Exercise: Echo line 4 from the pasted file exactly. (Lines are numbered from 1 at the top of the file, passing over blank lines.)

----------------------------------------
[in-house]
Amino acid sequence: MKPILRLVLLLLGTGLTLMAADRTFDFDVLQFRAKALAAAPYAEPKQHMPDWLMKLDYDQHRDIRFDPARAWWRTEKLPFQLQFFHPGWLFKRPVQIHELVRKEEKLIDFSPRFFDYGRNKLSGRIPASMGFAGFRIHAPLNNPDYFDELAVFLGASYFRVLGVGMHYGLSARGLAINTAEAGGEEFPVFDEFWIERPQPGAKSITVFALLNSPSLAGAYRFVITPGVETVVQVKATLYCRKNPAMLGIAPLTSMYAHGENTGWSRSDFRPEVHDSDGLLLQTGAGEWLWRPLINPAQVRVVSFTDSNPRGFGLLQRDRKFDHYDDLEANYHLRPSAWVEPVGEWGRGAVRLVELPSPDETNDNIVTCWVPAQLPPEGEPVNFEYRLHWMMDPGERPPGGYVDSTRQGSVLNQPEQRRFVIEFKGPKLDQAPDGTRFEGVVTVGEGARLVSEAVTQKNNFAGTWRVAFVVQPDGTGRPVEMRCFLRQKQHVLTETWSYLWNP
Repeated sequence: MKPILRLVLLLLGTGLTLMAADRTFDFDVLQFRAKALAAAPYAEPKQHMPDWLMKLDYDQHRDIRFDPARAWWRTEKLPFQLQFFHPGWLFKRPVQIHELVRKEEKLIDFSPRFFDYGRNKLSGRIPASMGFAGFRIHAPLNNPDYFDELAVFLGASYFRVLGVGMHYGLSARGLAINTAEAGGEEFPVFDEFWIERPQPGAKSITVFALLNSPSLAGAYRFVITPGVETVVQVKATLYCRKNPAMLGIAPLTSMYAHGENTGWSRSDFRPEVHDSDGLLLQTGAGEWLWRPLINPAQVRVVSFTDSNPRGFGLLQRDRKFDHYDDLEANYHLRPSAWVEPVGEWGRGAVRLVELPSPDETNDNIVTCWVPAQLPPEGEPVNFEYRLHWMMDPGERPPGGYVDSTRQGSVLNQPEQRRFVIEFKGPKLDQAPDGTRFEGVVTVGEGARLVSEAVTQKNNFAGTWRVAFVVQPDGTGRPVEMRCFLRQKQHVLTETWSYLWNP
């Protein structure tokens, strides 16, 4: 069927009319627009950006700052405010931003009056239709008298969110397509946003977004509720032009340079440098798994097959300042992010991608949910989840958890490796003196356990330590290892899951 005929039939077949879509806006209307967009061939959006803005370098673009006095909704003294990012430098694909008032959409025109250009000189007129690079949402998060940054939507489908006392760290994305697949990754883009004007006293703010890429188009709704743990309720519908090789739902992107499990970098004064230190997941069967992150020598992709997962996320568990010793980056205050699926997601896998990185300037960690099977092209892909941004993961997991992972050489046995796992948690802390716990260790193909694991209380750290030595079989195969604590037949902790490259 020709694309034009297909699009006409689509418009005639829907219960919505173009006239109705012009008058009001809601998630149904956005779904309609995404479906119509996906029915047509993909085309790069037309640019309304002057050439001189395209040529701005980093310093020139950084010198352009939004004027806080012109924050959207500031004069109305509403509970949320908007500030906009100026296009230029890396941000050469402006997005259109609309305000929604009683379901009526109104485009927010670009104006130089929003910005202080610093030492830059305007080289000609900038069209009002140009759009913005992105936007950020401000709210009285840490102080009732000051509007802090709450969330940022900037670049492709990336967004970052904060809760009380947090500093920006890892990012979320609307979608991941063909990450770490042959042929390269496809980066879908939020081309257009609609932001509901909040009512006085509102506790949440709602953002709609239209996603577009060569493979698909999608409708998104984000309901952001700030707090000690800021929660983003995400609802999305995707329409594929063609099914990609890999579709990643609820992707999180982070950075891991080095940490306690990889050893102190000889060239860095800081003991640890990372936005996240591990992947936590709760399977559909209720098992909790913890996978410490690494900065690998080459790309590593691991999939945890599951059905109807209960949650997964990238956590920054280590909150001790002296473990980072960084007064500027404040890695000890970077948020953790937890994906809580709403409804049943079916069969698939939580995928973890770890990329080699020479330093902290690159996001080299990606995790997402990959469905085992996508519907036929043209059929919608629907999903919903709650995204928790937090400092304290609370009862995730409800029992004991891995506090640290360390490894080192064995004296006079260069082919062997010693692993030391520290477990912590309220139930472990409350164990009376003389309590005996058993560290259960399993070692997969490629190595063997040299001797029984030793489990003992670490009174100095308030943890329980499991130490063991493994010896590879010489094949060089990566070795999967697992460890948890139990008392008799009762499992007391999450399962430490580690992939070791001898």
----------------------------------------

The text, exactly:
């Protein structure tokens, strides 16, 4: 069927009319627009950006700052405010931003009056239709008298969110397509946003977004509720032009340079440098798994097959300042992010991608949910989840958890490796003196356990330590290892899951 005929039939077949879509806006209307967009061939959006803005370098673009006095909704003294990012430098694909008032959409025109250009000189007129690079949402998060940054939507489908006392760290994305697949990754883009004007006293703010890429188009709704743990309720519908090789739902992107499990970098004064230190997941069967992150020598992709997962996320568990010793980056205050699926997601896998990185300037960690099977092209892909941004993961997991992972050489046995796992948690802390716990260790193909694991209380750290030595079989195969604590037949902790490259 020709694309034009297909699009006409689509418009005639829907219960919505173009006239109705012009008058009001809601998630149904956005779904309609995404479906119509996906029915047509993909085309790069037309640019309304002057050439001189395209040529701005980093310093020139950084010198352009939004004027806080012109924050959207500031004069109305509403509970949320908007500030906009100026296009230029890396941000050469402006997005259109609309305000929604009683379901009526109104485009927010670009104006130089929003910005202080610093030492830059305007080289000609900038069209009002140009759009913005992105936007950020401000709210009285840490102080009732000051509007802090709450969330940022900037670049492709990336967004970052904060809760009380947090500093920006890892990012979320609307979608991941063909990450770490042959042929390269496809980066879908939020081309257009609609932001509901909040009512006085509102506790949440709602953002709609239209996603577009060569493979698909999608409708998104984000309901952001700030707090000690800021929660983003995400609802999305995707329409594929063609099914990609890999579709990643609820992707999180982070950075891991080095940490306690990889050893102190000889060239860095800081003991640890990372936005996240591990992947936590709760399977559909209720098992909790913890996978410490690494900065690998080459790309590593691991999939945890599951059905109807209960949650997964990238956590920054280590909150001790002296473990980072960084007064500027404040890695000890970077948020953790937890994906809580709403409804049943079916069969698939939580995928973890770890990329080699020479330093902290690159996001080299990606995790997402990959469905085992996508519907036929043209059929919608629907999903919903709650995204928790937090400092304290609370009862995730409800029992004991891995506090640290360390490894080192064995004296006079260069082919062997010693692993030391520290477990912590309220139930472990409350164990009376003389309590005996058993560290259960399993070692997969490629190595063997040299001797029984030793489990003992670490009174100095308030943890329980499991130490063991493994010896590879010489094949060089990566070795999967697992460890948890139990008392008799009762499992007391999450399962430490580690992939070791001898």